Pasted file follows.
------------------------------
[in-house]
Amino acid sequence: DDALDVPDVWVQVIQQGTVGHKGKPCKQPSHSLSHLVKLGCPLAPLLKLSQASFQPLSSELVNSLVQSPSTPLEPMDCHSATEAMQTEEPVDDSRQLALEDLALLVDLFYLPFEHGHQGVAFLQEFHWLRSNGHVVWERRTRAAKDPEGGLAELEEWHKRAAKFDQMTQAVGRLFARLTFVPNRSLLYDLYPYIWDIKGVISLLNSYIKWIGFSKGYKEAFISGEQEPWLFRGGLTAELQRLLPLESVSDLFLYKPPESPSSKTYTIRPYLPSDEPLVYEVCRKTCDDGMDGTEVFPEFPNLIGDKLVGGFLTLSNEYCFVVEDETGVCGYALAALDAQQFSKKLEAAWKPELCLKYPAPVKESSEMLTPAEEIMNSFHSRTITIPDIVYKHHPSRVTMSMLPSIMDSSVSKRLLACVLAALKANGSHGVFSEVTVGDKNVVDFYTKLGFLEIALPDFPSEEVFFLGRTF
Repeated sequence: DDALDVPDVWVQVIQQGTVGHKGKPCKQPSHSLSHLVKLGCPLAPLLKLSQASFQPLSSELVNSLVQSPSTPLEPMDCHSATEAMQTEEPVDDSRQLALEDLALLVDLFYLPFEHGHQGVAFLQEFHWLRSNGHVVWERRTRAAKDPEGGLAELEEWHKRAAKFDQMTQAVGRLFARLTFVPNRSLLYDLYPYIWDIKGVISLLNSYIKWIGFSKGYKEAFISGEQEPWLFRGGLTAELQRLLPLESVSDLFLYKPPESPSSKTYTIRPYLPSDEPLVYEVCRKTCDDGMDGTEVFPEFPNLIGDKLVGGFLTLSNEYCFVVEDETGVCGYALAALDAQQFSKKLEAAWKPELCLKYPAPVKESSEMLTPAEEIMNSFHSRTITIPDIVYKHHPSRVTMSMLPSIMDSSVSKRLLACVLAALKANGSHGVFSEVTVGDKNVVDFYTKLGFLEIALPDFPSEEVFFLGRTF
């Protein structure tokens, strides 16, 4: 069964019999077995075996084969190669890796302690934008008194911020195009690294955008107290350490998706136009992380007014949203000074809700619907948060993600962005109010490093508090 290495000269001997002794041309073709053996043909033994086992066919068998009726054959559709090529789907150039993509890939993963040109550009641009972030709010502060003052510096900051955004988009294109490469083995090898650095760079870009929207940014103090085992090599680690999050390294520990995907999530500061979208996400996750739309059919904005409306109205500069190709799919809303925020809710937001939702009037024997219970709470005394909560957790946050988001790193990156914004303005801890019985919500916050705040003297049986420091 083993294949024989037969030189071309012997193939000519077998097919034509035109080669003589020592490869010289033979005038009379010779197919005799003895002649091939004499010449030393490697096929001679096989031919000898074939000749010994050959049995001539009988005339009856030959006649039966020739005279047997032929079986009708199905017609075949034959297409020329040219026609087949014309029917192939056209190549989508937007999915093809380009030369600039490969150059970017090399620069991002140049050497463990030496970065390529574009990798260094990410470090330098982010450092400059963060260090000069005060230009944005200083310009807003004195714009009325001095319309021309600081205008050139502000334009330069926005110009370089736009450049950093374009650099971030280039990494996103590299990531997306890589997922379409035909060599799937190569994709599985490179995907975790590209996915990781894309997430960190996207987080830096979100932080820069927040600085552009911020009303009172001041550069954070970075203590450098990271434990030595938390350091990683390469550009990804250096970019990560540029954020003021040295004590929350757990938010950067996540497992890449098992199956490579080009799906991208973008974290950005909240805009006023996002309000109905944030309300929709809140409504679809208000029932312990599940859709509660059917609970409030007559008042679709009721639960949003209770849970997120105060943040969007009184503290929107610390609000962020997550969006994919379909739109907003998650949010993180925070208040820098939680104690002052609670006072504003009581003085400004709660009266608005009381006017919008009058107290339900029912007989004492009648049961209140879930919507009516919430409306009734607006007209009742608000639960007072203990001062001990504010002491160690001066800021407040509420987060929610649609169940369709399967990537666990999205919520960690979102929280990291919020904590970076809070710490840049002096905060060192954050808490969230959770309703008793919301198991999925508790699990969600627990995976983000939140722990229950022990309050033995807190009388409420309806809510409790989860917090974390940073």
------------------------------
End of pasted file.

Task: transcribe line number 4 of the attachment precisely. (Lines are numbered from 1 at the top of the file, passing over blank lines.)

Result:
């Protein structure tokens, strides 16, 4: 069964019999077995075996084969190669890796302690934008008194911020195009690294955008107290350490998706136009992380007014949203000074809700619907948060993600962005109010490093508090 290495000269001997002794041309073709053996043909033994086992066919068998009726054959559709090529789907150039993509890939993963040109550009641009972030709010502060003052510096900051955004988009294109490469083995090898650095760079870009929207940014103090085992090599680690999050390294520990995907999530500061979208996400996750739309059919904005409306109205500069190709799919809303925020809710937001939702009037024997219970709470005394909560957790946050988001790193990156914004303005801890019985919500916050705040003297049986420091 083993294949024989037969030189071309012997193939000519077998097919034509035109080669003589020592490869010289033979005038009379010779197919005799003895002649091939004499010449030393490697096929001679096989031919000898074939000749010994050959049995001539009988005339009856030959006649039966020739005279047997032929079986009708199905017609075949034959297409020329040219026609087949014309029917192939056209190549989508937007999915093809380009030369600039490969150059970017090399620069991002140049050497463990030496970065390529574009990798260094990410470090330098982010450092400059963060260090000069005060230009944005200083310009807003004195714009009325001095319309021309600081205008050139502000334009330069926005110009370089736009450049950093374009650099971030280039990494996103590299990531997306890589997922379409035909060599799937190569994709599985490179995907975790590209996915990781894309997430960190996207987080830096979100932080820069927040600085552009911020009303009172001041550069954070970075203590450098990271434990030595938390350091990683390469550009990804250096970019990560540029954020003021040295004590929350757990938010950067996540497992890449098992199956490579080009799906991208973008974290950005909240805009006023996002309000109905944030309300929709809140409504679809208000029932312990599940859709509660059917609970409030007559008042679709009721639960949003209770849970997120105060943040969007009184503290929107610390609000962020997550969006994919379909739109907003998650949010993180925070208040820098939680104690002052609670006072504003009581003085400004709660009266608005009381006017919008009058107290339900029912007989004492009648049961209140879930919507009516919430409306009734607006007209009742608000639960007072203990001062001990504010002491160690001066800021407040509420987060929610649609169940369709399967990537666990999205919520960690979102929280990291919020904590970076809070710490840049002096905060060192954050808490969230959770309703008793919301198991999925508790699990969600627990995976983000939140722990229950022990309050033995807190009388409420309806809510409790989860917090974390940073």